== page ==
Practice Each Other’s Love Languages

The five love languages, created by Dr Gary Chapman, are about how we each give and receive love in different ways. The five love languages are:

  • Physical touch: appropriate physical touch (eg a hug, holding hands, a pat on the back).
  • Words of affirmation: using words to affirm others (eg “Thank you for…”, “I appreciate it when you…”, “Your encouragement means a lot to me”, “I am so glad that we are together”).
  • Quality time: spending time together with undivided attention (eg going for a walk or jog together, catching a movie, having a picnic without mobile phones).
  • Acts of service: actions (eg washing the dishes, taking out the trash, driving your partner to work).
  • Receiving gifts: heartfelt and thoughtful gifts which show how well you know your partner, or that you were paying attention to their needs (eg after lunch, he casually mentions that he would like to try the food at a restaurant you both walk past, and you secretly make a booking for the following week).

How To Achieve It

Dr Chapman devised a quiz which allows you to find out what your primary love language is. After you have both completed the quiz and viewed each other’s results, you can then learn more about each other’s primary love language. While doing so, keep in mind that each of these five love languages is not one-size-fits-all. The examples above are generic ones, and individual preferences exist within each love language. It is thus important to find out more about your partner’s love language from your partner themselves, too. You can then think about ways to weave both your primary love languages into your relationship.

Build Conflict Resolution Skills

As we grow up, we would have seen and heard numerous examples of how conflict is handled – these may have been from television shows, print and online media, our schoolmates, friends, as well as our parents and relatives. What habits may we have picked up from those around us? For instance, some people avoid conflict at all costs, and may even “people please” as a result. Others may make demands loudly and behave aggressively in the hopes of being seen and getting their way. Disagreements are part and parcel of life, regardless of who we are in a relationship with, or who our loved ones are. Hence, picking up some conflict resolution skills early might serve you now as well as in time to come.

How To Achieve It

Practise self-awareness

Whichever habits we may have adopted, self-awareness is a good place to start. When faced with conflict, how do you instinctively respond? What do you tend to do or say first, without thinking? Are there some habits of yours that have helped the both of you to resolve conflicts more easily? On the flip side, what are some habits that have made resolution more difficult, or even caused the disagreement to escalate even further? If you are quick to lose your temper, you may also want to read up more about how you can control anger in a relationship. The idea is to do more of what works, as long as it is healthy and respectful.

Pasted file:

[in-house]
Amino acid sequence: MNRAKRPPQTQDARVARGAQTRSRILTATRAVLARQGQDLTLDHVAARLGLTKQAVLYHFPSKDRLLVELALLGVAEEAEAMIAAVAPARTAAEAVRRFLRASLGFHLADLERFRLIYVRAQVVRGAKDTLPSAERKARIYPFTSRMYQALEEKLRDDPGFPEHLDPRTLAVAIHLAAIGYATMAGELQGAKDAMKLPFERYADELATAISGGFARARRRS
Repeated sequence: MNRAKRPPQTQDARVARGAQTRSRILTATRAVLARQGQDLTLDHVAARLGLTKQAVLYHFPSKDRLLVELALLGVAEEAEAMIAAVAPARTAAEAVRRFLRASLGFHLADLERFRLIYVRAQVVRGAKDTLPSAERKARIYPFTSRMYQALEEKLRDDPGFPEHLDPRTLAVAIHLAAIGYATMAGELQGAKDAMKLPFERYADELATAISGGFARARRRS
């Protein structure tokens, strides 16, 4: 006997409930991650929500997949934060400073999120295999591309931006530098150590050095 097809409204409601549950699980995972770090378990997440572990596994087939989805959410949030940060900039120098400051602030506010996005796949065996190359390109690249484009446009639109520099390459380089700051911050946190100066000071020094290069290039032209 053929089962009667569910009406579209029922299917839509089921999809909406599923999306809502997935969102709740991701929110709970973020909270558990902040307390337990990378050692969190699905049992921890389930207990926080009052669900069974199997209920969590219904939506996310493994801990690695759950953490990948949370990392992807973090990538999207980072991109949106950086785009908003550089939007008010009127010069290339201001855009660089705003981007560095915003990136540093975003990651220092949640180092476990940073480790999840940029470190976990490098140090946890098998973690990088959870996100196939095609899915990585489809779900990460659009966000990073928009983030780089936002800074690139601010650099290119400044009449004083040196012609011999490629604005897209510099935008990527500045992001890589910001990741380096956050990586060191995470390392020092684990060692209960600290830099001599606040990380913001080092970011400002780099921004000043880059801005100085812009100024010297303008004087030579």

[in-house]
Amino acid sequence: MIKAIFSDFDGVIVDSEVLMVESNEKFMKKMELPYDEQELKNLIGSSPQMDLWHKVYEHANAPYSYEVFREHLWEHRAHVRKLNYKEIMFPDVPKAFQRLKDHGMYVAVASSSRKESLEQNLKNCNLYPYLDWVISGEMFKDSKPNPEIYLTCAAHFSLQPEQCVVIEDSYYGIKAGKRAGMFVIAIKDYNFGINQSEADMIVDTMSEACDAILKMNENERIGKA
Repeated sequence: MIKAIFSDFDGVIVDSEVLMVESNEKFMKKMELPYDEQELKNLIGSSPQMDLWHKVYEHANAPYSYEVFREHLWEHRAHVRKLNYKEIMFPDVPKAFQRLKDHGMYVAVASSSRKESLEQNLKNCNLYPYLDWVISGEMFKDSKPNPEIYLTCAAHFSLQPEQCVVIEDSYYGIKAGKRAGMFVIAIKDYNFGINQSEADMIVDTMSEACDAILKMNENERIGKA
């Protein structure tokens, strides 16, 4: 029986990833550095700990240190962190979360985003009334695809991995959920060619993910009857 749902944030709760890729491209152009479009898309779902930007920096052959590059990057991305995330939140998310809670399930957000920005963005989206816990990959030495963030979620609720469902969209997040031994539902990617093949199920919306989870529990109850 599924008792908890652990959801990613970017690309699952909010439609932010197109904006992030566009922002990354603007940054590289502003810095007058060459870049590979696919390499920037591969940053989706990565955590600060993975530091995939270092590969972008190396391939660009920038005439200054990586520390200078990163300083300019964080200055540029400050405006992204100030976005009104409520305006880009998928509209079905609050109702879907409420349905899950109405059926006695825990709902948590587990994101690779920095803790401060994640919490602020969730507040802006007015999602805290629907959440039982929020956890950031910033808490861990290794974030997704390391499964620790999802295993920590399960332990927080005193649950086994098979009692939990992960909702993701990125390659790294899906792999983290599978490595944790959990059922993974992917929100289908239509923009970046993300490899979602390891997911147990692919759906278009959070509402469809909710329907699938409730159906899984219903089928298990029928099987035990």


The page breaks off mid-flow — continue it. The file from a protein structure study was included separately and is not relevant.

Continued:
Target the issue at hand

Another way to resolve conflicts more amicably is to target the issue at hand, rather than each other. This means focusing on what needs to be resolved and holding back any personal attacks. Using “I” statements to describe your feelings and needs can be helpful here. For example, the sentence, “You never help with the cooking or the dishes, you are so lazy”, is a personal judgment and evokes defensiveness in the other person. Instead, try, “I feel tired when I have to do so many chores after work. Could you please help me with some?” Tone is important too, of course – there is a huge difference between a genuine request for help and a nicely phrased sentenced laced with sarcasm.

Build conflict resolution skills

A third way to build your conflict resolution skills is to be mindful of the time and place in which you attempt to resolve the disagreement. Confronting your partner openly in front of their friends or family can be a vastly different experience for them compared to if you were to bring an issue up gently in a private setting. What types of issues or topics would the two of you be comfortable discussing in front of others, and what kinds of issues would the two of you prefer to keep private?

Interpersonal conflicts can also be navigated in couples therapy sessions. Couples therapy helps in addressing recurring causes of conflict and allows partners to communicate openly and honestly with one another.

Realistic Couple Goals

Set Aside Time Just for the Two of You

Amidst life’s various obligations such as work, parenting, taking care of elderly parents, managing finances and so on, it can be easy to get carried away by the endless to-do lists that await both of you each day. Yet, when you least have time for a break is when you need one the most.

How To Achieve It